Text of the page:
On May 5, 2021, Watershed Watch Salmon Society executive director Aaron Hill presented to the House of Commons Standing Committee on Fisheries and Oceans (FOPO), alongside Jesse Zeman from BC Wildlife Federation, Jason Hwang from Pacific Salmon Foundation, Darren Haskell from Tl’azt’en Nation, and BC Parliamentary Secretary for Fisheries and Aquaculture, Fin Donnelly.
FOPO is made up of MPs from all the main political parties. They interview government officials, outside experts and stakeholders on important issues facing Canada’s fisheries and oceans, and report back to Parliament with their findings and recommendations. As a committee, they don’t have the power to make management decisions or change laws, but they do have a bit of sway sometimes.
Watch Aaron Hill’s presentation.
Great to see some qualified people discussing salmon issues with politicians. I know a couple of the people mentioned above and they are great in their fields. I agree with nearly everything presented. What is missing and nearly always missing is a voice for enforcement. If proper enforcement had been happening we wouldn’t have to try restore so much habitat or have such depleted stocks. DFO habitat experts were also eliminated in the past by a DFO senior manager who went on to run the region after destroying the department’s ability to protect habitat. Past DFO resource managers have allowed overfishing of the stocks due to political and internal pressure from industry. Again, enforcement is never discussed when it’s needed. Every single inquiry I’m aware of in the past 45 years has talked about the need for increased enforcement. A few dollars are sometimes allocated until the heat dissipates before the cuts are reimplemented.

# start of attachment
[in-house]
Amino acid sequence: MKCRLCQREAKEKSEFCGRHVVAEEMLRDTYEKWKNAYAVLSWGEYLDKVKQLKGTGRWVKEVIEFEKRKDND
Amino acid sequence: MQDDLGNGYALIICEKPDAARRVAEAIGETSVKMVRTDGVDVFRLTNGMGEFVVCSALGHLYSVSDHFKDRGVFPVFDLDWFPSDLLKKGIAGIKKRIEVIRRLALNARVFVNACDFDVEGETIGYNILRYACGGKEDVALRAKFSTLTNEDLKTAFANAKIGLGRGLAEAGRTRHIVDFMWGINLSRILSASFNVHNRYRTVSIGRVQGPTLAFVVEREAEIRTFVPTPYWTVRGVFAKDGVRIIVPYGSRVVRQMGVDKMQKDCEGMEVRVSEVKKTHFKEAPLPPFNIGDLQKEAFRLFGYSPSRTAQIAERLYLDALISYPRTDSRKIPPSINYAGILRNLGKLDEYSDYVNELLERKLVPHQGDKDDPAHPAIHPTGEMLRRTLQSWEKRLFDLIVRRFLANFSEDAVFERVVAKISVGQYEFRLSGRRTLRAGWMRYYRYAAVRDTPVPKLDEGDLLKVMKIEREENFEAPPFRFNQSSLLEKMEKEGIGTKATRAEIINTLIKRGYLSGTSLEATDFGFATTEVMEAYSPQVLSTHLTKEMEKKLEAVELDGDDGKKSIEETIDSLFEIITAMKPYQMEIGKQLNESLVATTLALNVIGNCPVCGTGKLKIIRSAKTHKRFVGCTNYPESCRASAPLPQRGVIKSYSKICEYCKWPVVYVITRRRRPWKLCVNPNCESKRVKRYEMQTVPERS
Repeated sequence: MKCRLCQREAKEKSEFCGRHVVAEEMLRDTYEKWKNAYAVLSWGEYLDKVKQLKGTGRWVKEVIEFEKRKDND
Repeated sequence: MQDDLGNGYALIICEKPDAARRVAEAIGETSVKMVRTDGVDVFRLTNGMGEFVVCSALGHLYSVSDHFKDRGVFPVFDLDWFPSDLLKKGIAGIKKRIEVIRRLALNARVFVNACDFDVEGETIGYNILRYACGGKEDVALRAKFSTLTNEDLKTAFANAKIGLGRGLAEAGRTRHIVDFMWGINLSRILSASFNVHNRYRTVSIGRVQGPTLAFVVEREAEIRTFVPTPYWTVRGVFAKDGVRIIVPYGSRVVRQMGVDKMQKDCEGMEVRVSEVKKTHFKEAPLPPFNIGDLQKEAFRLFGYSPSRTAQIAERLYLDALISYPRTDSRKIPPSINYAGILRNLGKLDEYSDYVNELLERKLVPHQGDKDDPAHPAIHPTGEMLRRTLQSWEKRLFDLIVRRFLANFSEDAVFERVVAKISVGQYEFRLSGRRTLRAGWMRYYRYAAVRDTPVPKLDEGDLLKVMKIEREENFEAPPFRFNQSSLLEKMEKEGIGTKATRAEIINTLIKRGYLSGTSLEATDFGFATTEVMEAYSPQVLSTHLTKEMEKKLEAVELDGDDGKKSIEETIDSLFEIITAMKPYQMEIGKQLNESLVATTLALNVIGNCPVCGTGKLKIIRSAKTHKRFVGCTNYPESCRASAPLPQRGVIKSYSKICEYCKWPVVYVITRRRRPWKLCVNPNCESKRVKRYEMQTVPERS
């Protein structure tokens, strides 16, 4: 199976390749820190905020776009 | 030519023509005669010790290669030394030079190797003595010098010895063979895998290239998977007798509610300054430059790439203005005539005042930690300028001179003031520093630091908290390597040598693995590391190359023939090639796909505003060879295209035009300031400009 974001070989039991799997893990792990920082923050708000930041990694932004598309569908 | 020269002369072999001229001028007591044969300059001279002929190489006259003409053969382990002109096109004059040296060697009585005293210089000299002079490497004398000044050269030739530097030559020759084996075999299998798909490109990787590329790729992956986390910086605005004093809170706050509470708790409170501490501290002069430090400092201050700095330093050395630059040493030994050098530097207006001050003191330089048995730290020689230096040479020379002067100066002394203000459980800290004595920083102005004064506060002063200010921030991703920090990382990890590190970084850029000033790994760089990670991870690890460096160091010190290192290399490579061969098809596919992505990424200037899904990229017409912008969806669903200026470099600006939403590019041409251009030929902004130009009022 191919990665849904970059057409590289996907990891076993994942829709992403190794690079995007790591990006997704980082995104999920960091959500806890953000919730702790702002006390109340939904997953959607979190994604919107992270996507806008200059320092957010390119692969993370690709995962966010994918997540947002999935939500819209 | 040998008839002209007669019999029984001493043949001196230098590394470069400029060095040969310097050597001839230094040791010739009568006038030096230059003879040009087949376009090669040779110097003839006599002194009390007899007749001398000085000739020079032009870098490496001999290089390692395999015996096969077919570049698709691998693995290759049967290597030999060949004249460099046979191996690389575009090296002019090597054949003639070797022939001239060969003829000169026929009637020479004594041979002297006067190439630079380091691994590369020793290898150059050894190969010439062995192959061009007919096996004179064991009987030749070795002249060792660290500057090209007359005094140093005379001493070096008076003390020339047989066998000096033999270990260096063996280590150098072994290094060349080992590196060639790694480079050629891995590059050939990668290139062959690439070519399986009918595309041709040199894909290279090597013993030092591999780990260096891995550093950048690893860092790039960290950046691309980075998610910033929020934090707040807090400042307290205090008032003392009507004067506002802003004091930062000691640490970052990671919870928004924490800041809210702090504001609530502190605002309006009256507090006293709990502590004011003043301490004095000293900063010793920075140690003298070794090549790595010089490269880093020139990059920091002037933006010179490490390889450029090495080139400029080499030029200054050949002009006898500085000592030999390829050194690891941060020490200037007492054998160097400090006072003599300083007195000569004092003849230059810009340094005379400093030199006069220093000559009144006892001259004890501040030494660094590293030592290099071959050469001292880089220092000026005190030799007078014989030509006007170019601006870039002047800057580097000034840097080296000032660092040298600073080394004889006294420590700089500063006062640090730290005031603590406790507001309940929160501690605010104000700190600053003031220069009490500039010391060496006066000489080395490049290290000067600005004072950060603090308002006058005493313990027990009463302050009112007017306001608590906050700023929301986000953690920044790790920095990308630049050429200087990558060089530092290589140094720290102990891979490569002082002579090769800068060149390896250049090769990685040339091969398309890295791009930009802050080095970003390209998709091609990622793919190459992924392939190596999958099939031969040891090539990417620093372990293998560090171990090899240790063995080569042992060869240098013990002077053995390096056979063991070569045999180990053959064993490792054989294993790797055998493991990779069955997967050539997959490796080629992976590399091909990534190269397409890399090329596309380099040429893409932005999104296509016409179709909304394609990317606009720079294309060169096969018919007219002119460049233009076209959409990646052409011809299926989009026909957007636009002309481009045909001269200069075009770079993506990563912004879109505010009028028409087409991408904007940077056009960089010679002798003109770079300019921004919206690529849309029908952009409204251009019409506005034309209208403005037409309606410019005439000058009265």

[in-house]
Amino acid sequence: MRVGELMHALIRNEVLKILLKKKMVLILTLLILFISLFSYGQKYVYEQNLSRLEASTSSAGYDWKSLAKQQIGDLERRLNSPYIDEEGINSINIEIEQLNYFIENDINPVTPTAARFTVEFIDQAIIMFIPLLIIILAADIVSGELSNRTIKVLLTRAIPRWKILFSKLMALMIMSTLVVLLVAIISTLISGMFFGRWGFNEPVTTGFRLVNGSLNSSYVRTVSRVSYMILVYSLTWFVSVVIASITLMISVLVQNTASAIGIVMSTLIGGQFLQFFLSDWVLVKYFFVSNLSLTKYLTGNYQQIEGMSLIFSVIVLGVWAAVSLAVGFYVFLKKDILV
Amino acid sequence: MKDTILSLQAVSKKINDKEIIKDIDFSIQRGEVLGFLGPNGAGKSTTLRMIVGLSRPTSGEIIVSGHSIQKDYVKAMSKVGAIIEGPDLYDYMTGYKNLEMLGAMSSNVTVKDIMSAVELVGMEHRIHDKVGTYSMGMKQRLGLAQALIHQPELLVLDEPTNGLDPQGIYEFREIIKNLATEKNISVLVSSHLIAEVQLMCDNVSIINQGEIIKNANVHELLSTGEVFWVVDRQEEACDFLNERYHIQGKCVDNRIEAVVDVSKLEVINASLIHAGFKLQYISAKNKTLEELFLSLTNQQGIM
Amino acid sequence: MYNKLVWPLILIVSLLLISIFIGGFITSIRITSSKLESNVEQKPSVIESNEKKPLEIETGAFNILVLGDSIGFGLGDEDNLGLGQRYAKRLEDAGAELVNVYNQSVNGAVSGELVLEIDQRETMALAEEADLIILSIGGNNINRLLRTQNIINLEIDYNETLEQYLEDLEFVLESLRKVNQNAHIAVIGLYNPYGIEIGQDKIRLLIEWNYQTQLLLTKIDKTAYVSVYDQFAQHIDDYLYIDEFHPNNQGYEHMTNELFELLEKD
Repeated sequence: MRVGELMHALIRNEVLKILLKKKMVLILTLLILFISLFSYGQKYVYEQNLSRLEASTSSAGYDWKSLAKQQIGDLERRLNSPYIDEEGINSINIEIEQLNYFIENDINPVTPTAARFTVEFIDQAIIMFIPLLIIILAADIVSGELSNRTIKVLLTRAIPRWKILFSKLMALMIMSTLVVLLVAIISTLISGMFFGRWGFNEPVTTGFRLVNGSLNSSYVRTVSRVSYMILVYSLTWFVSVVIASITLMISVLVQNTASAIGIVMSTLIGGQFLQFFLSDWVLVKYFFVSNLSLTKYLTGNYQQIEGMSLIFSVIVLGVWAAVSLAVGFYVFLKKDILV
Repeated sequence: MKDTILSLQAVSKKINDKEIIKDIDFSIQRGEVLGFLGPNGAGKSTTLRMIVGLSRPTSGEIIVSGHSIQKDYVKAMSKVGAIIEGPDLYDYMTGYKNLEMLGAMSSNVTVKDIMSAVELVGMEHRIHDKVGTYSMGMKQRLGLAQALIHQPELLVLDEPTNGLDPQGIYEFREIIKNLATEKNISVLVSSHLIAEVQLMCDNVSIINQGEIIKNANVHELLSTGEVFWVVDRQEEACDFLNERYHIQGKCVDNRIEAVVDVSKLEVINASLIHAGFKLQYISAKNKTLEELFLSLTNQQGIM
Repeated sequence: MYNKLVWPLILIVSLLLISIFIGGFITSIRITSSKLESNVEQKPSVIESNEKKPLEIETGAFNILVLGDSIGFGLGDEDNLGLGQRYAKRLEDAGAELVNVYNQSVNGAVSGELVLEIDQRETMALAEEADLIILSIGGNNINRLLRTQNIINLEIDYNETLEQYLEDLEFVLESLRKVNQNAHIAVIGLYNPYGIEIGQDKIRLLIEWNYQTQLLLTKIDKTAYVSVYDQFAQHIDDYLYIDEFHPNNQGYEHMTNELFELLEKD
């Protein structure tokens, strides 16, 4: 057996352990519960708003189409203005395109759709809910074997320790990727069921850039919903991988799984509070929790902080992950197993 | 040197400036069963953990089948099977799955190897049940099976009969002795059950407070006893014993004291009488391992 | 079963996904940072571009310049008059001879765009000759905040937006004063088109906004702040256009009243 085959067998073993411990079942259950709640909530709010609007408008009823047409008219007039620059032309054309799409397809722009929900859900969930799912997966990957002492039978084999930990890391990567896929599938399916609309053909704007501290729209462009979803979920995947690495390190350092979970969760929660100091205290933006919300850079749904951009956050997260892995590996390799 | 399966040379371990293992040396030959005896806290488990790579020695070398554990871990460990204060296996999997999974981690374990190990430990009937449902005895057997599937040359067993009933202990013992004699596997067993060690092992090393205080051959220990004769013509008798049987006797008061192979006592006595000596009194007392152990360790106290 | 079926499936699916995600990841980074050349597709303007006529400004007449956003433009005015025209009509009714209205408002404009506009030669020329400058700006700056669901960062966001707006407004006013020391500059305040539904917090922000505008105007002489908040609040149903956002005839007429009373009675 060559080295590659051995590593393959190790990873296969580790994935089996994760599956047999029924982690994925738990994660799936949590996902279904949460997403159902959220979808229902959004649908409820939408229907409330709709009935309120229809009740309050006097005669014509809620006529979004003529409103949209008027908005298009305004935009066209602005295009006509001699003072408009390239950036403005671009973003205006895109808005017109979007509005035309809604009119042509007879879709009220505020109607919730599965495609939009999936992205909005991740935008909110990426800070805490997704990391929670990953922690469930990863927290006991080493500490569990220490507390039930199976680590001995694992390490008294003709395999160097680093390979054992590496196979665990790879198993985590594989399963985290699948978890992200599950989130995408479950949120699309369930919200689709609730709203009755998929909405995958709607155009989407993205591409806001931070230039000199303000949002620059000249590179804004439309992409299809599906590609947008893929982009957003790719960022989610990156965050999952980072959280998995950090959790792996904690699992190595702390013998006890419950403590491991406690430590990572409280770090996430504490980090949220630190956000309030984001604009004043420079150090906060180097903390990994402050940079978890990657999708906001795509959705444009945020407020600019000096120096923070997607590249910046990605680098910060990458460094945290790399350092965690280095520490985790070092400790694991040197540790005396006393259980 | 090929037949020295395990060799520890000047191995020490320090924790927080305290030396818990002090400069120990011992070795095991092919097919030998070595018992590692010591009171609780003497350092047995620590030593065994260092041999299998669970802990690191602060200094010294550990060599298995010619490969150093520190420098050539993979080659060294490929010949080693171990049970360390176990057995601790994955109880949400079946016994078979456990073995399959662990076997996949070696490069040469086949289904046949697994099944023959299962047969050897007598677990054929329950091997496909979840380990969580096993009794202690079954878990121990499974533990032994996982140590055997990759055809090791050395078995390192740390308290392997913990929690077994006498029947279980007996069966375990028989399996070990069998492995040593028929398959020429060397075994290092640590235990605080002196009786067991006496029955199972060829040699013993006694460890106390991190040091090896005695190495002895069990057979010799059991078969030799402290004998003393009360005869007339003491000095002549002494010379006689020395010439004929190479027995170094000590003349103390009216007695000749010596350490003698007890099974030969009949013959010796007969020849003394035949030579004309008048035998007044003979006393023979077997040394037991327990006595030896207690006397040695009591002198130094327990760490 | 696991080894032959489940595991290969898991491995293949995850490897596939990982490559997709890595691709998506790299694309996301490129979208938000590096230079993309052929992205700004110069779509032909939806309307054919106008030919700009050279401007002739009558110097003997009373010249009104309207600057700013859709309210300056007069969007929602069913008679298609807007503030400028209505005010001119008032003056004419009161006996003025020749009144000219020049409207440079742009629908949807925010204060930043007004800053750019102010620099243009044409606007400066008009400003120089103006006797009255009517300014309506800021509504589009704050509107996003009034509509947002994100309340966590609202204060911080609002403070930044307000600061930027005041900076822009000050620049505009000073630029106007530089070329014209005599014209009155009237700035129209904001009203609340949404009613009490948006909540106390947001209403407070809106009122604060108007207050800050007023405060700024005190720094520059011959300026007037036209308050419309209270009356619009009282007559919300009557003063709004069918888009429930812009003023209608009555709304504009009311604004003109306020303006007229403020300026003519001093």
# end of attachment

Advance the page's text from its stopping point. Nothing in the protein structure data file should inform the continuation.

Great ideas and keep up the good work but remember to include some advice to protect and enforce the fish and habitat laws or your conservation and restoration efforts are futile. Contact me any time if you’re interested.
Hi Randy, excellent point. In my effort to squeeze all my points into a short 5-minute blurb I inadvertently left out mentioning enforcement. I agree 100% that enforcement needs to be on the list of things to be funding from these budget commitments on fishery and habitat management. Thanks so much all that you did on that front during your career and for keeping after it still. I would love to pick you brain some time.
In case some may not know, Nelson was Regional Director of Conservation and Enforcement, the tough part of DFO, against fisheries transgressions. You should read his book, Poachers, Polluters and Politics, Harbour Publishing.
I did a review on his book, and you may read it here: http://onfishingdcreid.blogspot.com/2014/10/poachers-polluters-and-politics-by.html.
Interesting Randy. Of course, as you know full well, enforcement is mentioned in all those reports because DFO C&P has mobilized extremely effective lobbies for more funding/staffing during all of those inquiries, whether or not any of the metrics suggested enforcement was an issue. My problem w/ the entrenched DFO way of announcing funding and then allowing Sectors to squabble over its allocation is that for those 45-years it has led to unbalanced program delivery which hamstrings the cooperative implementation of DFOs mandates.
As a very simple example would be enforcement capacity in your old BC Interior Region where the enforcement capacity is so significantly higher than DFOs habitat Sector, who has never been resourced enough to keep its head above the basic regulatory ‘water”, let alone support reactive enforcement or the dream of proactive monitoring, auditing and strategic enforcement. Enforcement without the necessary regulatory supports and defensible monitoring audits to focus what will always be a limited resource, ends up in a lot of effort for little result.
I’m not saying enforcement shouldn’t be a key part of a holistic approach but, I am saying enforcement simply for enforcement sake is not tax payers dollars week spent compared to proper strategic planning and implementation in lockstep with Fish Mgmt and Habitat.
Food for thought, anyways?